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A Pluralistic Mystic
by [?]


Not for the ignoble vulgar do I write this article, but only for those dialectic-mystic souls who have an irresistible taste, acquired or native, for higher flights of metaphysics. I have always held the opinion that one of the first duties of a good reader is to summon other readers to the enjoyment of any unknown author of rare quality whom he may discover in his explorations. Now for years my own taste, literary as well as philosophic, has been exquisitely titillated by a writer the name of whom I think must be unknown to the readers of this article; so I no longer continue silent about the merits of Benjamin Paul Blood.

Mr. Blood inhabits a city otherwise, I imagine, quite unvisited by the Muses, the town called Amsterdam, situated on the New York Central Railroad. What his regular or bread-winning occupation may be I know not, but it can’t have made him super-wealthy. He is an author only when the fit strikes him, and for short spurts at a time; shy, moreover, to the point of publishing his compositions only as private tracts, or in letters to such far-from-reverberant organs of publicity as the Gazette or the Recorder of his native Amsterdam, or the Utica Herald or the Albany Times. Odd places for such subtile efforts to appear in, but creditable to American editors in these degenerate days! Once, indeed, the lamented W. T. Harris of the old “Journal of Speculative Philosophy” got wind of these epistles, and the result was a revision of some of them for that review (Philosophic Reveries, 1889). Also a couple of poems were reprinted from their leaflets by the editor of Scribner’s Magazine (“The Lion of the Nile,” 1888, and| “Nemesis,” 1899). But apart from these three dashes before the footlights, Mr. Blood has kept behind the curtain all his days.[2]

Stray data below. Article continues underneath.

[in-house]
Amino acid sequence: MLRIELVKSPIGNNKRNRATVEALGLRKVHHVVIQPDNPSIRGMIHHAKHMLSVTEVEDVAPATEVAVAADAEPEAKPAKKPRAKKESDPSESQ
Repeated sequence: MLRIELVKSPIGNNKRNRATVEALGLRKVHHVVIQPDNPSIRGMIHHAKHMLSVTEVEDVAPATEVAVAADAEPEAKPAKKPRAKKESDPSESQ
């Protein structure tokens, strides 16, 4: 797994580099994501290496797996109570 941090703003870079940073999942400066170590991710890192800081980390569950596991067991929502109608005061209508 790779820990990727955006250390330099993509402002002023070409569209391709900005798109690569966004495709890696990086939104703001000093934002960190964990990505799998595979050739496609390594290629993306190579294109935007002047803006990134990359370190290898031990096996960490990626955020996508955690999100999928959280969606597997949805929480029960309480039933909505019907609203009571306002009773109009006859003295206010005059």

The author’s maiden adventure was the Anoesthetic Revelation, a pamphlet printed privately at Amsterdam in 1874. I forget how it fell into my hands, but it fascinated me so “weirdly” that I am conscious of its having been one of the stepping-stones of my thinking ever since. It gives the essence of Blood’s philosophy, and shows most of the features of his talent–albeit one finds in it little humor and no verse. It is full of verbal felicity, felicity sometimes of precision, sometimes of metaphoric reach; it begins with dialectic reasoning, of an extremely Fichtean and Hegelian type, but it ends in a trumpet-blast of oracular mysticism, straight from the insight wrought by anaesthetics–of all things in the world–and unlike anything one ever heard before. The practically unanimous tradition of “regular” mysticism has been unquestionably monistic; and inasmuch as it is the characteristic of mystics to speak, not as the scribes, but as men who have “been there” and seen with their own eyes, I think that this sovereign manner must have made some other pluralistic-minded students hesitate, as I confess that it has often given pause to me. One cannot criticise the vision of a mystic–one can but pass it by, or else accept it as having some amount of evidential weight. I felt unable to do either with a good conscience until I met with Mr. Blood. His mysticism, which may, if one likes, be understood as monistic in this earlier utterance, develops in the later ones a sort of “left-wing” voice of defiance, and breaks into what to my ear has a radically pluralistic sound. I confess that the existence of this novel brand of mysticism has made my cowering mood depart. I feel now as if my own pluralism were not without the kind of support which mystical corroboration may confer. Morrison can no longer claim to be the only beneficiary of whatever right mysticism may possess to lend prestige.